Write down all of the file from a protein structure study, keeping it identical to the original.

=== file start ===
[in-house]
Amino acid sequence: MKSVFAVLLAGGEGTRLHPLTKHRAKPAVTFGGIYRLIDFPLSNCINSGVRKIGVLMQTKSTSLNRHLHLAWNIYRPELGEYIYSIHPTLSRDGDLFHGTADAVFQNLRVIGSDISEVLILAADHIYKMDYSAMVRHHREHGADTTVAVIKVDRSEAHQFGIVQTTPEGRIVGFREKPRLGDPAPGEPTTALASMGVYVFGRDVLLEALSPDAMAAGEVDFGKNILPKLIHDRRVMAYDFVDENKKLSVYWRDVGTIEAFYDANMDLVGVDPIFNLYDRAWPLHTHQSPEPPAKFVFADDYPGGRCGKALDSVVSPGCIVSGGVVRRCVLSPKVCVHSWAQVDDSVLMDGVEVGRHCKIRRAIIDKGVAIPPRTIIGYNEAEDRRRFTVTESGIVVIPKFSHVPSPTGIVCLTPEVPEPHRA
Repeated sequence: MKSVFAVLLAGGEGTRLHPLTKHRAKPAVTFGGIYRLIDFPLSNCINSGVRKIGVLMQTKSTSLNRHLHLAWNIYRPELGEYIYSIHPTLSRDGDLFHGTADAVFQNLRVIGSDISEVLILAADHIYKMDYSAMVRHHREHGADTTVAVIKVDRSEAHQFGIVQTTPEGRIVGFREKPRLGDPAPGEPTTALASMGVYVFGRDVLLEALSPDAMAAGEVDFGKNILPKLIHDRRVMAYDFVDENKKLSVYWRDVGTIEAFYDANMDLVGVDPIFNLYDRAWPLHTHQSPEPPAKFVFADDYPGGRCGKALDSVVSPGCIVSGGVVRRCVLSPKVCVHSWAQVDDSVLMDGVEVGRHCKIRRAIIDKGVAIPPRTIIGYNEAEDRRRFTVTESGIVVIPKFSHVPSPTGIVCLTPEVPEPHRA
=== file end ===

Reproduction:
[in-house]
Amino acid sequence: MKSVFAVLLAGGEGTRLHPLTKHRAKPAVTFGGIYRLIDFPLSNCINSGVRKIGVLMQTKSTSLNRHLHLAWNIYRPELGEYIYSIHPTLSRDGDLFHGTADAVFQNLRVIGSDISEVLILAADHIYKMDYSAMVRHHREHGADTTVAVIKVDRSEAHQFGIVQTTPEGRIVGFREKPRLGDPAPGEPTTALASMGVYVFGRDVLLEALSPDAMAAGEVDFGKNILPKLIHDRRVMAYDFVDENKKLSVYWRDVGTIEAFYDANMDLVGVDPIFNLYDRAWPLHTHQSPEPPAKFVFADDYPGGRCGKALDSVVSPGCIVSGGVVRRCVLSPKVCVHSWAQVDDSVLMDGVEVGRHCKIRRAIIDKGVAIPPRTIIGYNEAEDRRRFTVTESGIVVIPKFSHVPSPTGIVCLTPEVPEPHRA
Repeated sequence: MKSVFAVLLAGGEGTRLHPLTKHRAKPAVTFGGIYRLIDFPLSNCINSGVRKIGVLMQTKSTSLNRHLHLAWNIYRPELGEYIYSIHPTLSRDGDLFHGTADAVFQNLRVIGSDISEVLILAADHIYKMDYSAMVRHHREHGADTTVAVIKVDRSEAHQFGIVQTTPEGRIVGFREKPRLGDPAPGEPTTALASMGVYVFGRDVLLEALSPDAMAAGEVDFGKNILPKLIHDRRVMAYDFVDENKKLSVYWRDVGTIEAFYDANMDLVGVDPIFNLYDRAWPLHTHQSPEPPAKFVFADDYPGGRCGKALDSVVSPGCIVSGGVVRRCVLSPKVCVHSWAQVDDSVLMDGVEVGRHCKIRRAIIDKGVAIPPRTIIGYNEAEDRRRFTVTESGIVVIPKFSHVPSPTGIVCLTPEVPEPHRA